In a previous article, we talked about Sales Qualified Leads (SQLs) and Marketing Qualified Leads (MQLs). In this article, we introduce another term – High Qualified Leads (HQLs). The opposite of high quality leads is low quality leads.
If your business attracts thousands of contacts that show no desire to be contacted, they are low-quality leads. Leads can also be considered as low quality by sales teams if they don’t have any characteristics typical of SQLs.
Even so, low-quality leads are not necessarily bad. With the right amount of nurturing, these leads can be converted into high quality leads at a later date.
However, since B2B companies do not operate with infinite marketing budgets, it is important to prioritize leads that give the business a return on investment. But, there is a common mistake that marketers often make in lead generation – putting all their resources behind leads indiscriminately.
In this article, we look at how to calculate lead generation ROI and show you how to invest in each type of leads.
MQLs and HQLs: What’s the Difference?
The main difference between high quality leads and marketing qualified leads lies in the degree of sales readiness. Essentially, HQLs are known to have the following key characteristics:😉
- Power to make purchase decisions
- A good understanding of the problem and a belief that your product or service offering will solve them
- Awareness that the cost of leaving the problem unresolved is too high
- Have sufficient budgets to buy your offering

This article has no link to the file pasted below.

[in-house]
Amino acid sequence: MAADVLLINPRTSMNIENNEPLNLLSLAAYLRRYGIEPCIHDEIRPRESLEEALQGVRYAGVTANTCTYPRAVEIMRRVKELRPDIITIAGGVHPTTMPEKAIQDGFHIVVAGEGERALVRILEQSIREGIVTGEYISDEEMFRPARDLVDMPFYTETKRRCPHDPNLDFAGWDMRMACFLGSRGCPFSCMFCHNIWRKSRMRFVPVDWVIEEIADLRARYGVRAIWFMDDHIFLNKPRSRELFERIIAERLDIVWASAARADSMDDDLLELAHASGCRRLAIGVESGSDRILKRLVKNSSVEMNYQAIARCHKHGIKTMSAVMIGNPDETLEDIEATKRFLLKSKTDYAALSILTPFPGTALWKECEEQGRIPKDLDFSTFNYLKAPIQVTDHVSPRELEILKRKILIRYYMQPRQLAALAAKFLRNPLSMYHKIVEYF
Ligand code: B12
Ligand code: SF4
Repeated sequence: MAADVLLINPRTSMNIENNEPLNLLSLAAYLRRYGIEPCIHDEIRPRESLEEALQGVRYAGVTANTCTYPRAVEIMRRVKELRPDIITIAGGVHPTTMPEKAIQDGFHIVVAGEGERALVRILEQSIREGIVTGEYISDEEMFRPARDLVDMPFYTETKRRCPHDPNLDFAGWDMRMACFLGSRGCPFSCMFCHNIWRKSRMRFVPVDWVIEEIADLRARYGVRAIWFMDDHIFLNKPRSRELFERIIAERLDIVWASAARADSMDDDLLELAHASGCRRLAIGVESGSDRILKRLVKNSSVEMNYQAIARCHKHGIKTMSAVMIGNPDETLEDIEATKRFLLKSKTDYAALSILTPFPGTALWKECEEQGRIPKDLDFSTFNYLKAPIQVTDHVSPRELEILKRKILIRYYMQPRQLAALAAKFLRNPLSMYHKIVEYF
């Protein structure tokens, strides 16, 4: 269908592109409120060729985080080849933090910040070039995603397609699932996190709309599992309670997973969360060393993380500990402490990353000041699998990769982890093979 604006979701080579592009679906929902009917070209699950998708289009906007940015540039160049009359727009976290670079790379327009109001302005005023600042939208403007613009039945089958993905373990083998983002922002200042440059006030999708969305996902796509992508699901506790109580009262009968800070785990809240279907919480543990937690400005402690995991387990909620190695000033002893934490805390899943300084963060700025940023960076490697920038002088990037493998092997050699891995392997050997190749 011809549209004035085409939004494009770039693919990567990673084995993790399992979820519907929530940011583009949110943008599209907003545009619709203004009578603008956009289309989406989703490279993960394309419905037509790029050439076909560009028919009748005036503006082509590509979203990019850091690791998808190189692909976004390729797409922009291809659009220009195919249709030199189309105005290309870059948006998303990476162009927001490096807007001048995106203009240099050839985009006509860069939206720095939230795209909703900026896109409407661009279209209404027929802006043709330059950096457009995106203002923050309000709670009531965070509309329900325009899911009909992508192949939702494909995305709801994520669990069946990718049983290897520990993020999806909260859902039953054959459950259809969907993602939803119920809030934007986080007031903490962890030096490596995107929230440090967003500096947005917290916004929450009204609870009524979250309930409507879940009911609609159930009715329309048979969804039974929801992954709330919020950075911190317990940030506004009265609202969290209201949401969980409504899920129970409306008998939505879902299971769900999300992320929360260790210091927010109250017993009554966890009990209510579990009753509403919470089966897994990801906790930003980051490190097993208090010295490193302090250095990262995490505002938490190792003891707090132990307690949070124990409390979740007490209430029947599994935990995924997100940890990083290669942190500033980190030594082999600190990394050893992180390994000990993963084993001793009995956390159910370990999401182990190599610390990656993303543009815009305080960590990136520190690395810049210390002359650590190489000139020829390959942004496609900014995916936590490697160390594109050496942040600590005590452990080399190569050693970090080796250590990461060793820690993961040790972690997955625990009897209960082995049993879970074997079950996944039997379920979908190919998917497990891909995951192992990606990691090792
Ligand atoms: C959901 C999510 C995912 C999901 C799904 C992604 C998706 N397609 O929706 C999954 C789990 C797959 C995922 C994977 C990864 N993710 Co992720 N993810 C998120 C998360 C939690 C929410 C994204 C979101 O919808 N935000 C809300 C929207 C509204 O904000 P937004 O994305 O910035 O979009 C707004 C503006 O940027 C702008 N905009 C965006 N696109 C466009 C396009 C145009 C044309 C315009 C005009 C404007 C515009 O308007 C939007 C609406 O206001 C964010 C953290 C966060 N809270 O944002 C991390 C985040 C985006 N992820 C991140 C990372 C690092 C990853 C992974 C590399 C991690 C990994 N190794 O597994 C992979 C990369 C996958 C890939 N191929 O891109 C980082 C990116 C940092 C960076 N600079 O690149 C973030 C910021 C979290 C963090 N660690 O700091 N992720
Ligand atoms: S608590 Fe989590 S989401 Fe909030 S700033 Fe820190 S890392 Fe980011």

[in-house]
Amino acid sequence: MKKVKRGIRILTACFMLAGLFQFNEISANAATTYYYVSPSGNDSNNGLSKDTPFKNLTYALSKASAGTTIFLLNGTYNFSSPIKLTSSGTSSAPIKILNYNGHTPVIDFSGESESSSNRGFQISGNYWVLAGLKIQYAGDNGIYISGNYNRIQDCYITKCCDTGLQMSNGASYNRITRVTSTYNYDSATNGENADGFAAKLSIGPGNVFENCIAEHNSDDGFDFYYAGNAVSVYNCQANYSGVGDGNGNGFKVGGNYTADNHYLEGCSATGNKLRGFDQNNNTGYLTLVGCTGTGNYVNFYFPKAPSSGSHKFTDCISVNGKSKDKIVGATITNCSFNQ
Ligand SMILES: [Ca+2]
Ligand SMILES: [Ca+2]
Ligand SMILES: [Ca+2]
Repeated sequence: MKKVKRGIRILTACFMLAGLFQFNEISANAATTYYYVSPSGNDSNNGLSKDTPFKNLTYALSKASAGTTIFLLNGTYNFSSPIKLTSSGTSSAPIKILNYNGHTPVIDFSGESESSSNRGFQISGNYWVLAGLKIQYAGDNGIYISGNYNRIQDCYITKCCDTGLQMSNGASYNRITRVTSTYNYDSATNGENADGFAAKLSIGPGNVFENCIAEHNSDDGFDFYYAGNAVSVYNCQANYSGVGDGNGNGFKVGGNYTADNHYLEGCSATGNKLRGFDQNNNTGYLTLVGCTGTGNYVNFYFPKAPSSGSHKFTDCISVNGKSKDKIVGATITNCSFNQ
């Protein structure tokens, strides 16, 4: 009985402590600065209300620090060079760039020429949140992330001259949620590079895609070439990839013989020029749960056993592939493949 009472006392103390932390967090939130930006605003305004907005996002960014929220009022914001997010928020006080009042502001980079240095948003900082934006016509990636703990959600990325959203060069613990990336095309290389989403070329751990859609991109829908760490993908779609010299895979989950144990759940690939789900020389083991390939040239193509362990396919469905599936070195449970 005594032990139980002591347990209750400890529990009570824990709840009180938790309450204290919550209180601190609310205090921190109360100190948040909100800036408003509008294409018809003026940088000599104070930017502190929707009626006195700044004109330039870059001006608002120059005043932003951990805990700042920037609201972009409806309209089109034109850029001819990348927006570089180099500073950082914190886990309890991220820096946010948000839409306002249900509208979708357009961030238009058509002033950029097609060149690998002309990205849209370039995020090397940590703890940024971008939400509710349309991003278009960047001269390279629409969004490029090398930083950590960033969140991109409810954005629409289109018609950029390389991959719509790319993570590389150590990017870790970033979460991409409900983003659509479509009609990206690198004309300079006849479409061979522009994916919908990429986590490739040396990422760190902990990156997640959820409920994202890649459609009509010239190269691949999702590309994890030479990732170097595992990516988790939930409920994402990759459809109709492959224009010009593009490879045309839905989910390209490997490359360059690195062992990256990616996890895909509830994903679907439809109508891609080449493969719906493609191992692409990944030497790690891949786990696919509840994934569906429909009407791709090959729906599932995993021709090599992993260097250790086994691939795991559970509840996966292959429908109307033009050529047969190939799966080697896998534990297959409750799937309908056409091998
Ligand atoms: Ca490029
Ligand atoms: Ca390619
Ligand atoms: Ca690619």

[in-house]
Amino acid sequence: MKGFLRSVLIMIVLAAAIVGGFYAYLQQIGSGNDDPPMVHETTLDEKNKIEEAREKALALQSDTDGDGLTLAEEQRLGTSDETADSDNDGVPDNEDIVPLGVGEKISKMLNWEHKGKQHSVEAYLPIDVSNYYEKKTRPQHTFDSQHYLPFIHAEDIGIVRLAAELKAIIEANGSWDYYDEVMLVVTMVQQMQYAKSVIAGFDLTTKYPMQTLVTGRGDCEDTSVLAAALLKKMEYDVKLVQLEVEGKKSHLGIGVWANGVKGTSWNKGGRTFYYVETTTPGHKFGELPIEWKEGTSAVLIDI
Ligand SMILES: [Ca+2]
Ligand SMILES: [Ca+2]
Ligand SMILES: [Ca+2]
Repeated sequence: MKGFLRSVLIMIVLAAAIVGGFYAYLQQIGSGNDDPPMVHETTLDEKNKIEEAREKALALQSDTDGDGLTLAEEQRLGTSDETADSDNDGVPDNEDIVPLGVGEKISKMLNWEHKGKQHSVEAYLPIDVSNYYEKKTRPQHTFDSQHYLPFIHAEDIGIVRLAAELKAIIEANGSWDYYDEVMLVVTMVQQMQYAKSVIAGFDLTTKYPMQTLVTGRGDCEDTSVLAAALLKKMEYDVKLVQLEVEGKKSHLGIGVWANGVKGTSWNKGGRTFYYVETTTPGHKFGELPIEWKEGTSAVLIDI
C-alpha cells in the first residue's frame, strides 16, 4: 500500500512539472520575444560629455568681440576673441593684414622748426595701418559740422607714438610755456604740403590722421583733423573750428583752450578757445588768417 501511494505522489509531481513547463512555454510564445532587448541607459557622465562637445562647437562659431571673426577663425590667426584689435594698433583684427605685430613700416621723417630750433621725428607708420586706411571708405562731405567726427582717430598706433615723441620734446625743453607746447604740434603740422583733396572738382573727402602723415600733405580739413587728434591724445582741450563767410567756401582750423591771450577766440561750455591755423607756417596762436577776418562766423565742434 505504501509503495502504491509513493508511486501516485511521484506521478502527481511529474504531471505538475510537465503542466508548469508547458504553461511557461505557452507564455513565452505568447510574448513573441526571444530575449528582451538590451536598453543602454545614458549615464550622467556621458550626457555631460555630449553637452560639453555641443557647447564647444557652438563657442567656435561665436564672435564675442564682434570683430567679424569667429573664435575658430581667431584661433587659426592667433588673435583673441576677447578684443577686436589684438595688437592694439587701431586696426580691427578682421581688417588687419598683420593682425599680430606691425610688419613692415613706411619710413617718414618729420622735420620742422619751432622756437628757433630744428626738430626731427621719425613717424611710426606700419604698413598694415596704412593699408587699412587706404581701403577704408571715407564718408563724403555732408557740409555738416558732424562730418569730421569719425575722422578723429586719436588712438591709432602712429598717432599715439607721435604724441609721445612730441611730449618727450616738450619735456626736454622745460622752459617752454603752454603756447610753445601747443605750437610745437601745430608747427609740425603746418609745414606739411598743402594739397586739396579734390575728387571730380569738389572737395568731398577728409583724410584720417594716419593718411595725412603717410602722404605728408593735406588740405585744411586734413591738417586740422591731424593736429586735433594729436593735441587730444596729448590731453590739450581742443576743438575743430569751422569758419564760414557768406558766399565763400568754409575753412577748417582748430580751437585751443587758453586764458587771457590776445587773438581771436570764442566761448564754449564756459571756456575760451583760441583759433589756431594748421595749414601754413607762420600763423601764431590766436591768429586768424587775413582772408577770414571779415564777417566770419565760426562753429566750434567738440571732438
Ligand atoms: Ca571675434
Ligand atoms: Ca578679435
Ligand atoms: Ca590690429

- Willingness to meet your sales reps
In B2B marketing, the fact that HQLs see your products or services as perfect fits is never a guarantee that they’ll buy from you. To convert these leads into buying customers, B2B marketers must continue nurturing them.
HQLs differ from MQLs in the sense that they are much closer to making up their mind about buying from your company compared to MQLs.
On the other hand, MQLs are those leads that:👇
- Are still researching possible solutions to their problem
- Express interest in your company by visiting your site
- Take actions like downloading content assets, clicking ads or placing items in the carts
- Complete your lead capture form
- Read your blogs and open your marketing emails
- Contact your company with questions
In terms of lead scoring, MQLs are ranked much lower than SQLs and HQLs. On the sales funnels, MQLs are found on the top-of-the funnel. Converting these leads into buying customers takes time. Even then, there are usually no guarantees that they will convert. Until they are open to hear more, you have to nurture them through marketing tactics such as content syndication.
HQLs vs MQLs: The Pros and Cons of Each
While each of these lead types has its own benefits, there are downsides for each as well. The image below summarizes the pros and cons for each lead type from a B2B stand point:
Calculating Lead Generation ROI
Every B2B marketer wants to increase the ROI from every lead generation campaign that a company runs. But for most marketers, determining ROI from digital marketing efforts is a major challenge.
Infact, statistics show that 80% of marketers experience difficulties in demonstrating the effectiveness of their marketing efforts. To address this challenge, sales and marketing teams should determine what constitutes measurable ROI and identify a framework for measuring it.